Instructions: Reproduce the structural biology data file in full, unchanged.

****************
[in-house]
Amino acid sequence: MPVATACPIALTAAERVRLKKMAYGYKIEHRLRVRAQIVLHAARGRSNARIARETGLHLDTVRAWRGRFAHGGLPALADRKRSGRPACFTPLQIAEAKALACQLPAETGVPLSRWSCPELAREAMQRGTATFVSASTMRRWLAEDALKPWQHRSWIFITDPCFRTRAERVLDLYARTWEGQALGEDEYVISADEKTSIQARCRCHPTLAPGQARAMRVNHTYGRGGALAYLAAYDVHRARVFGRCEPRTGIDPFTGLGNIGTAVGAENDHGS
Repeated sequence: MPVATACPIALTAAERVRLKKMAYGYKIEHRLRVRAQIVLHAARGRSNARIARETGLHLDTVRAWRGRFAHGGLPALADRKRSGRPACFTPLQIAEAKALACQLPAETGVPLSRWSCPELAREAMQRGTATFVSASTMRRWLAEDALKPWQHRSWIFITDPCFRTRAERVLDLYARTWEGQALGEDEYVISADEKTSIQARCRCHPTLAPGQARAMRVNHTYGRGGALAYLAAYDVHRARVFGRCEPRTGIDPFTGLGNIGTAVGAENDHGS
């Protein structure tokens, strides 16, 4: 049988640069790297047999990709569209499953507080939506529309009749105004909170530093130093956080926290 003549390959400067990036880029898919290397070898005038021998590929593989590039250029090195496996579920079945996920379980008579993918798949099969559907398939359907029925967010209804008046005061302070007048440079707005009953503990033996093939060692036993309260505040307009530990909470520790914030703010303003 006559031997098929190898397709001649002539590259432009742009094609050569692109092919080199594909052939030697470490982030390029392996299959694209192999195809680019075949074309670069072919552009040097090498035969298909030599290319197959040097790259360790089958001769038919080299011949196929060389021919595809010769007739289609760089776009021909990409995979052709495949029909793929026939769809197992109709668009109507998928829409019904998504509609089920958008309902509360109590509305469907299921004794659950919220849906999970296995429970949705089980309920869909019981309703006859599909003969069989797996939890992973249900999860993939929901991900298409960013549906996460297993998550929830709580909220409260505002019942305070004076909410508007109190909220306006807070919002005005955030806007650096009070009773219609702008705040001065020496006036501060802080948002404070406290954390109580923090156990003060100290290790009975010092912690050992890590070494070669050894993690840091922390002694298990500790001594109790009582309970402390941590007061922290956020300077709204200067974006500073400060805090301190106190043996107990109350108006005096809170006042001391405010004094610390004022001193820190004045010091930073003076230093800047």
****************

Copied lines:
[in-house]
Amino acid sequence: MPVATACPIALTAAERVRLKKMAYGYKIEHRLRVRAQIVLHAARGRSNARIARETGLHLDTVRAWRGRFAHGGLPALADRKRSGRPACFTPLQIAEAKALACQLPAETGVPLSRWSCPELAREAMQRGTATFVSASTMRRWLAEDALKPWQHRSWIFITDPCFRTRAERVLDLYARTWEGQALGEDEYVISADEKTSIQARCRCHPTLAPGQARAMRVNHTYGRGGALAYLAAYDVHRARVFGRCEPRTGIDPFTGLGNIGTAVGAENDHGS
Repeated sequence: MPVATACPIALTAAERVRLKKMAYGYKIEHRLRVRAQIVLHAARGRSNARIARETGLHLDTVRAWRGRFAHGGLPALADRKRSGRPACFTPLQIAEAKALACQLPAETGVPLSRWSCPELAREAMQRGTATFVSASTMRRWLAEDALKPWQHRSWIFITDPCFRTRAERVLDLYARTWEGQALGEDEYVISADEKTSIQARCRCHPTLAPGQARAMRVNHTYGRGGALAYLAAYDVHRARVFGRCEPRTGIDPFTGLGNIGTAVGAENDHGS
């Protein structure tokens, strides 16, 4: 049988640069790297047999990709569209499953507080939506529309009749105004909170530093130093956080926290 003549390959400067990036880029898919290397070898005038021998590929593989590039250029090195496996579920079945996920379980008579993918798949099969559907398939359907029925967010209804008046005061302070007048440079707005009953503990033996093939060692036993309260505040307009530990909470520790914030703010303003 006559031997098929190898397709001649002539590259432009742009094609050569692109092919080199594909052939030697470490982030390029392996299959694209192999195809680019075949074309670069072919552009040097090498035969298909030599290319197959040097790259360790089958001769038919080299011949196929060389021919595809010769007739289609760089776009021909990409995979052709495949029909793929026939769809197992109709668009109507998928829409019904998504509609089920958008309902509360109590509305469907299921004794659950919220849906999970296995429970949705089980309920869909019981309703006859599909003969069989797996939890992973249900999860993939929901991900298409960013549906996460297993998550929830709580909220409260505002019942305070004076909410508007109190909220306006807070919002005005955030806007650096009070009773219609702008705040001065020496006036501060802080948002404070406290954390109580923090156990003060100290290790009975010092912690050992890590070494070669050894993690840091922390002694298990500790001594109790009582309970402390941590007061922290956020300077709204200067974006500073400060805090301190106190043996107990109350108006005096809170006042001391405010004094610390004022001193820190004045010091930073003076230093800047």